As regards the 'scale' of buildings, when it comes to a generic building it was not uncommon for a plastic kit manufacturer to substitute different scale door sizes on a sprue so that the kit could be used in another scale. A small building in 'OO' scale becomes a large building in 'N' scale by substituting doors, guttering, etc. Some manufacturers did not even provide alternative parts, they simple reprinted the packaging for a particular scale.
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Re: Perception (or lack thereof ) of scale

Postby luckymucklebackit » Mon Jun 30, 2014 12:59 pm

I once visited the Granada Studios tour in Manchester and had an opportunity to walk down the then set of "Coronation Street" & I was amazed to see how small it was. You would have been pushed to get half the cast into the Rovers!! The guide explained that the exterior sets were designed for maximum use of space, and the interior shots were done in a studio with a floor space much larger than the exterior, the rest was sorted using clever camera angles etc. So even at 12" to the foot there are games to be played using proportion!

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b308
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Re: Perception (or lack thereof ) of scale

Postby b308 » Mon Jun 30, 2014 6:45 pm

John, one thing I've learned from modelling in HO scale for many years is that many buildings in the various catalogues can be found in both the HO and TT (1:120) sections! They are usually scaled at around 1:!00 and in one catalogue (Auhagen) many can be found in a separate section headed HO/TT. Their use is for background in HO and foreground in TT!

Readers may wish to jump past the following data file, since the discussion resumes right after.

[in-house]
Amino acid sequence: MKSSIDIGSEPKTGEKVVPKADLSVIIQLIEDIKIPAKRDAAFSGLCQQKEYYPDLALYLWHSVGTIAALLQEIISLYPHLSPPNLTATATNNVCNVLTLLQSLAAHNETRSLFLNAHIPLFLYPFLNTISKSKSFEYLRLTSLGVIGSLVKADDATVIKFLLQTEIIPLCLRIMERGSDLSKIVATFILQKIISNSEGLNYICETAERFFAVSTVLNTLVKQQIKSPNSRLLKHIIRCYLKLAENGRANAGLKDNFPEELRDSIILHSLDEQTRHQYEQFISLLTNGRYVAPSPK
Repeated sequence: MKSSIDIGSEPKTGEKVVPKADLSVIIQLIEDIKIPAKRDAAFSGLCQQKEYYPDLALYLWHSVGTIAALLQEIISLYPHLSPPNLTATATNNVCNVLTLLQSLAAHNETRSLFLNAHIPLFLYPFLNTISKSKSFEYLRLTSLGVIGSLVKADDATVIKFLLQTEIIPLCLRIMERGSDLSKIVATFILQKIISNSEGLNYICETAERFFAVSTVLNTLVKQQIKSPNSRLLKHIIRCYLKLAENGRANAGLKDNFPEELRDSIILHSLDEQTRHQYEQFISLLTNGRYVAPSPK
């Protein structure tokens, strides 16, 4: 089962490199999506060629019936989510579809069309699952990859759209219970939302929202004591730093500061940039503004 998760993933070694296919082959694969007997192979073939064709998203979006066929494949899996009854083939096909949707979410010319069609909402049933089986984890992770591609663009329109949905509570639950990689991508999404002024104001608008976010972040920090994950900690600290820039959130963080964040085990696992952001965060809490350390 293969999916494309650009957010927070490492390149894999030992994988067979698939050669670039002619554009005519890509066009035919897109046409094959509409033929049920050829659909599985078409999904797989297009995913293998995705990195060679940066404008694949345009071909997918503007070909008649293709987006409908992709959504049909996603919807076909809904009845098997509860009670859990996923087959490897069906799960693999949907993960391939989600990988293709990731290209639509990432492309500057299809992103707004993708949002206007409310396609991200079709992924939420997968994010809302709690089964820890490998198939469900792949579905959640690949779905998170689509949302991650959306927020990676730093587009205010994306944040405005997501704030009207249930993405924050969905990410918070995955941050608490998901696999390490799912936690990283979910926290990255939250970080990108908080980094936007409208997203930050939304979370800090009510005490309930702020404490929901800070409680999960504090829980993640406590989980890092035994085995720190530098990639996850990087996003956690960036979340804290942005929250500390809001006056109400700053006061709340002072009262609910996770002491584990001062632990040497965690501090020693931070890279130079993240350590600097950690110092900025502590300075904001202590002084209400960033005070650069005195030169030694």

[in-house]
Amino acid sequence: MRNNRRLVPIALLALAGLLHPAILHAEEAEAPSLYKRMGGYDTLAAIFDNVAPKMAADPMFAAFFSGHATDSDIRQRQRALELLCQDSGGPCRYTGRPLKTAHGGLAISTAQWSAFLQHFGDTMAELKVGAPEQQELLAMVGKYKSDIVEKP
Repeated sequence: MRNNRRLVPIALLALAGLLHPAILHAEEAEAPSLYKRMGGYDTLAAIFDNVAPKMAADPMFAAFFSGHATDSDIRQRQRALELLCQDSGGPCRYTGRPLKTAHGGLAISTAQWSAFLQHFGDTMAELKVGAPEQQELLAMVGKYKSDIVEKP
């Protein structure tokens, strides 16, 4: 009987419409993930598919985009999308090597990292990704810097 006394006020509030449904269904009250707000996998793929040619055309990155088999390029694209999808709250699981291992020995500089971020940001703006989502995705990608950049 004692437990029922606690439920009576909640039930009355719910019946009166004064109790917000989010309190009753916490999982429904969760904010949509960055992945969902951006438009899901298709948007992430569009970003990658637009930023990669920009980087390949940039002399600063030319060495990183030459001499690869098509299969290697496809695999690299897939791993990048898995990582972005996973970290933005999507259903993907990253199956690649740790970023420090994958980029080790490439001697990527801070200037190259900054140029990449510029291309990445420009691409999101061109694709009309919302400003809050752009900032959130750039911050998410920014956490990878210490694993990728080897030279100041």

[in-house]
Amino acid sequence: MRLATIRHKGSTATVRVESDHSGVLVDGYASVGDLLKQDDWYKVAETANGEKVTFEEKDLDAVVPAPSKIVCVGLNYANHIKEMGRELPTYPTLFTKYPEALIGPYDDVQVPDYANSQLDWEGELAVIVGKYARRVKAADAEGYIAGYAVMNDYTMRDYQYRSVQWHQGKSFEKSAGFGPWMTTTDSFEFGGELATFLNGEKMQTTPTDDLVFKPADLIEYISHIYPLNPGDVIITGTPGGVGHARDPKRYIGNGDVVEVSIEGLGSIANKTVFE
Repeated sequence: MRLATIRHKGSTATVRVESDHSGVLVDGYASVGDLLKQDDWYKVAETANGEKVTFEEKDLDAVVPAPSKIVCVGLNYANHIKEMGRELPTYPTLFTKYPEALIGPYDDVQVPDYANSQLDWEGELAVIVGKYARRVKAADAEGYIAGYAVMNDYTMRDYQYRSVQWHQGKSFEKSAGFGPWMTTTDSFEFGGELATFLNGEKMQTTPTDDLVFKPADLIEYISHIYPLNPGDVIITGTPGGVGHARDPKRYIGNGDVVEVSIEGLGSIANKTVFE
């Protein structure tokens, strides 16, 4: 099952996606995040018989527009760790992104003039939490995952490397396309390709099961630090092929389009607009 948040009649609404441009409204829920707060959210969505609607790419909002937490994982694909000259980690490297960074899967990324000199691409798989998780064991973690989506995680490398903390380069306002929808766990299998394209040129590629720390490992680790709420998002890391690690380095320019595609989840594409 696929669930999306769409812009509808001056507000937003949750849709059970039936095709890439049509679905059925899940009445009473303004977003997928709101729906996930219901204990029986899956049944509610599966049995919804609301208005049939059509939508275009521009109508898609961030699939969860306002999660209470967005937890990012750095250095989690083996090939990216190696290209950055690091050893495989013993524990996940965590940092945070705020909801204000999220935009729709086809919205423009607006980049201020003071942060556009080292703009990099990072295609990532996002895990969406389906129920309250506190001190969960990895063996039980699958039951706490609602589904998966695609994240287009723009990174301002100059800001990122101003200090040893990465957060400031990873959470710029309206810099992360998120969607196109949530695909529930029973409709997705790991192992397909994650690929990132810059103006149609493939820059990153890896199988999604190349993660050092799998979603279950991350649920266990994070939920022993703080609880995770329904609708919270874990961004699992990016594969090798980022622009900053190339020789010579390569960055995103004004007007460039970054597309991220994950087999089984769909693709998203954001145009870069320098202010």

Back to the OP,. most people only see a train from platform level, get down onto the ballast, especially if it slopes away from the train as most of it does outside of loco sheds and yards) and they look very big indeed...

Go to Russia and look at some of their stuff and even American stuff looks small!! They are incredible close up, they take your breath away with their shear size...

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Re: Perception (or lack thereof ) of scale

Postby GWR_fan » Tue Jul 01, 2014 12:26 am

A friend was a model maker on one of the Superman movies. It took six months to build the model railway seen at the beginning of the movie in which the villain demonstrates a new explosive by blowing up the scene. To convey a sense of perspective there were numerous scales, both in trains and buildings combined in the one scene.

As an anecdote, Marklin 1/32 scale was supplied for the main scale in the railway with much smaller scales running in the distance. The Marklin items were delivered in one roadname only and most required repainting prior use on the railway. At the end of filming all the models including some of the handbuilt buildings were returned to Marklin for display in their model museum. My friend was particularly proud of his church model seen in a foreground shot. For the explosion scene less detailed buildings were substituted to be destroyed.


Tim